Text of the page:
Home > XE Currency Blog > The EU Is Still Very Sick


XE Currency Blog

Topics7232 Posts7277
By HaleStewart March 12, 2014 11:05 am
  • XE Contributor
HaleStewart's picture
HaleStewart Posts: 792
The EU Is Still Very Sick

There are several important articles today on the overall health of the EU economy.  First, Martin Wolf at the FT has written a very thorough piece arguing the ECB is far too complacent regarding deflation.   His post links to an IMF blog post that argues weak inflation readings are indeed a danger sign the ECB is not heeding.  And finally, a Bloomberg interview with George Soros highlights his concern that, without major policy changes, the EU is in for 25 years of stagnation.  While the length of time is debatable, the point he makes is right on target; the EU economy is still limping along 5 years after the big crash.

There are several pieces of economic data that highlight the obvious malaise currently embracing the EU economy.  First, consider this chart of overall industrial production:

Overall IP dropped from a reading of ~110 to ~90 during the great recession -- a contraction of 18%.  And IP has only recovered about 50% of that drop.  Just as importantly, the overall level of IP has been moving sideways for the better part of three years -- hardly a ringing endorsement of current policy.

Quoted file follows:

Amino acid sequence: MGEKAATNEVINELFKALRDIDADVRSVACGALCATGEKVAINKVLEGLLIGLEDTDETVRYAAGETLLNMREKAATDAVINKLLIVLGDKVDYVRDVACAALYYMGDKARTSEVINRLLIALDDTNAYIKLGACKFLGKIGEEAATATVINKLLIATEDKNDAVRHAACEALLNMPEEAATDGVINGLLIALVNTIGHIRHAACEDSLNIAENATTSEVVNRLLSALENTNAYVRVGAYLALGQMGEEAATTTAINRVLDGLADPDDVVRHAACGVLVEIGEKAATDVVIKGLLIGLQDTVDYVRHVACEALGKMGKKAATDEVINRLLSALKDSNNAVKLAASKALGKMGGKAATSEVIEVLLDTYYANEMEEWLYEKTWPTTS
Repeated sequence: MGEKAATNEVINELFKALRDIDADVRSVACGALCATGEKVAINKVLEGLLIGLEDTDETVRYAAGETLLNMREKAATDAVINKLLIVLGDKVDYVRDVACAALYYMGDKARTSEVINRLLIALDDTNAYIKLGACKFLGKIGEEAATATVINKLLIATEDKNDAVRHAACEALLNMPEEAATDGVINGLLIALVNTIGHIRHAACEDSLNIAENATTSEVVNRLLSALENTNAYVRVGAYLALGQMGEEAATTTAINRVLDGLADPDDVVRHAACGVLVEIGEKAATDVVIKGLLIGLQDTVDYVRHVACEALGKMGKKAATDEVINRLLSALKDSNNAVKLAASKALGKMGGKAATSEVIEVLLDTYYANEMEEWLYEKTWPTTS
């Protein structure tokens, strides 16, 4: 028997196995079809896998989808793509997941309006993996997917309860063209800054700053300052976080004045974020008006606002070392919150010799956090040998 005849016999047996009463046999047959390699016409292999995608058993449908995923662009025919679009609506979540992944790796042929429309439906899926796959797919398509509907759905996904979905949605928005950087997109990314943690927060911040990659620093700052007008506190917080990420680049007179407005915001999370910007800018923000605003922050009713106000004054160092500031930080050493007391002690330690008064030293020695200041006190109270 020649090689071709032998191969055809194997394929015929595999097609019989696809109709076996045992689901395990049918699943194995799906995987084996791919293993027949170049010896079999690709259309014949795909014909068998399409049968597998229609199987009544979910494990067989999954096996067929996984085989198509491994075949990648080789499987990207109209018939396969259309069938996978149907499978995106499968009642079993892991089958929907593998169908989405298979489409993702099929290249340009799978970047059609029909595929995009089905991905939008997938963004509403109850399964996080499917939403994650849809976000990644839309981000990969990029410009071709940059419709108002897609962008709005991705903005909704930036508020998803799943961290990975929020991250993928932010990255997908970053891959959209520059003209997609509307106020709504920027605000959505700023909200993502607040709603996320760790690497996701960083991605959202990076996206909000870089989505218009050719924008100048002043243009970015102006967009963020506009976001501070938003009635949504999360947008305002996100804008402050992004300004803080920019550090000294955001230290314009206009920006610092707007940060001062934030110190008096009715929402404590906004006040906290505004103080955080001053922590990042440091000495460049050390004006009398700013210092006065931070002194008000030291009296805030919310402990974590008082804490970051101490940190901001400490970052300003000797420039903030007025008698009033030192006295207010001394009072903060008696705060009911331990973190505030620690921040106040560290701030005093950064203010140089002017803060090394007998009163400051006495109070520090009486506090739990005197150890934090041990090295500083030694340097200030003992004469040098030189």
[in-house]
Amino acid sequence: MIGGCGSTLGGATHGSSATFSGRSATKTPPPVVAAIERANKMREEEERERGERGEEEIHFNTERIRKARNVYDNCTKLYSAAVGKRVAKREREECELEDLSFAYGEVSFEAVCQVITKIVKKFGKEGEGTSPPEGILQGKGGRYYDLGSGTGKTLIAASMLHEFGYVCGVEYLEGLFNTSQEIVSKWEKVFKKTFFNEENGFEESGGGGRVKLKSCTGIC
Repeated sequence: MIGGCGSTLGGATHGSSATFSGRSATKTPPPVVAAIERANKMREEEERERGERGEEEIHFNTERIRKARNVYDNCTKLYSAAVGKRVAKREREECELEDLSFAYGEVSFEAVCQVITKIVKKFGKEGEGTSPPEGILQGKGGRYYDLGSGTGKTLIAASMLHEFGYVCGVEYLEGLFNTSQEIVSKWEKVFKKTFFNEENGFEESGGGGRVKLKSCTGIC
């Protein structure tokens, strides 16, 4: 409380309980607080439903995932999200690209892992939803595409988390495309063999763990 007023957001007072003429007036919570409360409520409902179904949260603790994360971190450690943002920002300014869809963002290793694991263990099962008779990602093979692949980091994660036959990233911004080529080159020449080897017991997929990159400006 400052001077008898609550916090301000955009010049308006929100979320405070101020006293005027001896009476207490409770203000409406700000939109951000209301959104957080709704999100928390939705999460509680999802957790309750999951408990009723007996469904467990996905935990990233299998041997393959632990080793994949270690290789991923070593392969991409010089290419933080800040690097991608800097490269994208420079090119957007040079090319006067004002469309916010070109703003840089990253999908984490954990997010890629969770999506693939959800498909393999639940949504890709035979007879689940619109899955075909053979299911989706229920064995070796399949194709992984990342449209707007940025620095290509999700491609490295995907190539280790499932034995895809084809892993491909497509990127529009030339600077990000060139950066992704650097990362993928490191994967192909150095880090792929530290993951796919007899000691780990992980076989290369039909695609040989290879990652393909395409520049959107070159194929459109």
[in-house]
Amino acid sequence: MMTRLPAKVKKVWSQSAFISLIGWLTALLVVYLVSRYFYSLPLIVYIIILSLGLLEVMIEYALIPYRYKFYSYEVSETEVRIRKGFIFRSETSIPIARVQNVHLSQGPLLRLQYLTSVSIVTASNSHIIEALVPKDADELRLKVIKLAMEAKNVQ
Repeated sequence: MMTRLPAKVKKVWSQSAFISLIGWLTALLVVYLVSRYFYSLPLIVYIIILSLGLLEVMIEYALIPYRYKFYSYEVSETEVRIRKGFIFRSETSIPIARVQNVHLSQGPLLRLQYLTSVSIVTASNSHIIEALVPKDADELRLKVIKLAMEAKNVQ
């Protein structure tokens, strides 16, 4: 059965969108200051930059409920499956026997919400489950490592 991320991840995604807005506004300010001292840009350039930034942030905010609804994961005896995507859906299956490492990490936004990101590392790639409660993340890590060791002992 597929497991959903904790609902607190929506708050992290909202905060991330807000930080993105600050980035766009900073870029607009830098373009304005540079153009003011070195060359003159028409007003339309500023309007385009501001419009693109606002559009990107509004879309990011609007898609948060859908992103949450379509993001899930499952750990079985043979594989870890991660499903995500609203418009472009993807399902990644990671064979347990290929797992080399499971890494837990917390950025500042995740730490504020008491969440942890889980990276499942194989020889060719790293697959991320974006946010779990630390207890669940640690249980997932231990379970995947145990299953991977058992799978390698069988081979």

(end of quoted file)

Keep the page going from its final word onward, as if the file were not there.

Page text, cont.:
And then there is M3:

The pace of money creation in the EU region has been declining for nearly a year.  While still positive, this decline is concerning.


The two graphs above show businesses loan demand (top chart) and consumers loan demand (bottom chart).  Business loan demand is still contracting.  And while households' demand is somewhat higher, it is still hovering near 0% growth.

And finally, the total number of employed people in the region (which is a coincident economic indicator like IP) is still declining.

All of the above statistics paint the picture of a region that is still incredibly sick from an economic perspective.  Most importantly, the ECB appears to have little interest in correcting the problem through extraordinary policy.

Hale Stewart is a former bond broker who has been writing about economics and financial markets since 2006 on the Bonddad Blog.  He is also a tax attorney with a domestic and international practice while also forming and managing captive insurance companies for US companies.   You can follow him on twitter at:@captivelawyer


Paste link in email or IM